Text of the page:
Note first the Church lingo I’ll try to explain here: These remarks were given to youth of our church who have been baptized. Baptism in The Church of Jesus Christ of Latter-day Saints is a form of covenant = a promise we make to God, then God in turn offers us promised blessings. The culmination of covenant-making happens in Latter-Day Saint Temples, where we make special covenants of fidelity, service, and devotion. We believe we are given, in turn, an endowment or “gift” of power and blessings. Wherever you read “covenant” you can substitute the word “promise” for understanding. What I’m about to share is mostly directed to our young women who often ask the question, “Why don’t women in our church hold the priesthood?” I wanted these girls to understand they DO “hold” the priesthood. They may not serve in priesthood offices (women serve in other organizational offices and work arm and arm with men who lead and serve), but women DO have access to every blessing and power available through God’s priesthood, which we believe was restored to the earth when Christ’s apostles appeared to Joseph Smith in 1829. (I know. Kinda deep stuff here. For more about that event, read this. If you have further questions, drop me an email and I’ll happily answer them.)
3 – Choose to Access Power Through your Covenants
Did you know we can access great power through our covenants? Sometimes we don’t realize this power is there. We walk past it, per say.
All of you young people have made covenants. You made them when you participated in the ordinances of baptism and the sacrament, which you take weekly. When we make a covenant with God he fixes the terms, and they are always generous, in fact they’re a little lop-sided, because He always offers us more than He asks us to give.
Keeping our covenants gives us power to access special help in our lives.
This power I am talking about is priesthood power. Young Women, I want you to know you have access to priesthood power through the callings you have and the covenants you make, particularly when you get to the point where you make temple covenants.
President Oaks referenced Sheri Dew in one of his conference talks where she explained what it means to find power in our covenants. She said,
“Covenant keeping women have direct access to priesthood power for their own lives. [This] means we can receive revelation, be blessed and aided by ministering angels, learn to part the veil that separates us from our Heavenly Father, be strengthened to resist temptation, be protected and be enlightened = made smarter than we are — all without any mortal intermediary.”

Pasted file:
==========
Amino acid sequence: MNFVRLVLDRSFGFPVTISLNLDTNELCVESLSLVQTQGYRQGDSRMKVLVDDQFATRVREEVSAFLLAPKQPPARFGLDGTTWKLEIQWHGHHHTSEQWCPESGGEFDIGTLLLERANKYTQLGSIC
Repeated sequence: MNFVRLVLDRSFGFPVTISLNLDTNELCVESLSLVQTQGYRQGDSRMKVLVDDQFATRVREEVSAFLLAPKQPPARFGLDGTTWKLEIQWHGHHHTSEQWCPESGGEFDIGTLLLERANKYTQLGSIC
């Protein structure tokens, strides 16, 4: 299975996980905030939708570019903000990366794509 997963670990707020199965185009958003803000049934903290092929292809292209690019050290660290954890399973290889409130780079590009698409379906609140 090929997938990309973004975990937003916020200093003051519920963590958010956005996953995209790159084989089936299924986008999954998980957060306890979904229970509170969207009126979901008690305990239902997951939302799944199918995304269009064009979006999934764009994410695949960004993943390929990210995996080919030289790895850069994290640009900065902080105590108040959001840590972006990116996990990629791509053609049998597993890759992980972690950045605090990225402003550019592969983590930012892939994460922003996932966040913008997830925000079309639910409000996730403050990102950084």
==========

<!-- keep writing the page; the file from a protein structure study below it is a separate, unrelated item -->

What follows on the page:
Because you young women have made covenants, you are entitled to these blessings. You can bring this power into your life every time you take the sacrament, every time you enter the temple, every time you pray and ask specifically for blessings.
Ask for revelation, for the ministering of angels, to resist temptation, to be protected, and to be smarter than you normally are through God’s knowledge and discernment.
President Nelson said, “The Kingdom of God cannot be complete without women who make sacred covenants and keep them, who speak with power and authority from God… We need women who know how to access the power of God made available to covenant keepers.”
The night before I was to go through the temple for the first time and receive my endowment, I woke up with a dark feeling, so dark I began to feel worried and afraid. I was so uncomfortable I couldn’t get up and kneel by the side of my bed to pray. Eventually, I threw the covers off and ran up to my parents’ bedroom and told my Mom what I was feeling. I asked if my Dad could give me a priesthood blessing. Which would have been totally fine and appropriate. And eventually, the following morning, he did give me a blessing. But in that moment, My Mom put her arm around me and said, “Maybe we haven’t exhausted all our resources with prayer.” We went out to the living room and knelt together, and she prayed aloud, asking God to replace the darkness I felt with Light through the power of our Savior, Jesus Christ.” Immediately I began to feel the darkness leave. I didn’t realize it then but I do now, that she was teaching me about the power we can access through our covenants.
Our world is becoming more and more divisive and cynical. More than ever, we must strive to be united, men and women, working together, armed with the power of heaven.
I love Jesus. And I know He loves us. I believe all of us, at any age, can accept and work on God’s invitations to live in His love, begin a mission of inclusion, and access the power waiting for us through our covenants.
Just a couple weeks after I gave this talk, our prophet, President Nelson, blew us away with a talk on this very subject, which he gave in the Church’s annual Women’s Conference. Listen or watch here.
It’s an exciting time to be working with the youth. I feel blessed. I feel happy. I feel oh so grateful.